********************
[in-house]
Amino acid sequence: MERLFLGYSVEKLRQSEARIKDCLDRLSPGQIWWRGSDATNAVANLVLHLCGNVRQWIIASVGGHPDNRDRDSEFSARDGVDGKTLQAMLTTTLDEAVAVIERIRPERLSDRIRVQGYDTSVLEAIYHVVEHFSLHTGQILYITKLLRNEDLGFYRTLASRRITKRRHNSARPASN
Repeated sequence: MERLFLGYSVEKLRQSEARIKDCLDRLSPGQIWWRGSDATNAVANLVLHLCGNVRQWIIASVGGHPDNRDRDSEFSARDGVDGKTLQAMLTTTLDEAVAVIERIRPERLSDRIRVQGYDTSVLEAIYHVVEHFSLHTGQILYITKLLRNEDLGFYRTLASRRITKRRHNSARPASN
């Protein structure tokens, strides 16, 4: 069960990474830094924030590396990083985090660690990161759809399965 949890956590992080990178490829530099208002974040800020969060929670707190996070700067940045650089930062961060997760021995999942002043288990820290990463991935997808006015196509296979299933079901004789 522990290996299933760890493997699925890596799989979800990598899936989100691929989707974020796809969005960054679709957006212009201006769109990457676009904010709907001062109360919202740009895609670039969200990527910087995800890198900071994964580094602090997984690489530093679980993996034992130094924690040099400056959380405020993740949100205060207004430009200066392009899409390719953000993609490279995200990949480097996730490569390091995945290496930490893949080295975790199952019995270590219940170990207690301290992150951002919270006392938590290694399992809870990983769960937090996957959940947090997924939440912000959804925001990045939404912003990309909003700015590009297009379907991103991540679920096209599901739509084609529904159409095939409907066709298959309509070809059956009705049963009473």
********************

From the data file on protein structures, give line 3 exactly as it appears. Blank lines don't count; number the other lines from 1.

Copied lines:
Repeated sequence: MERLFLGYSVEKLRQSEARIKDCLDRLSPGQIWWRGSDATNAVANLVLHLCGNVRQWIIASVGGHPDNRDRDSEFSARDGVDGKTLQAMLTTTLDEAVAVIERIRPERLSDRIRVQGYDTSVLEAIYHVVEHFSLHTGQILYITKLLRNEDLGFYRTLASRRITKRRHNSARPASN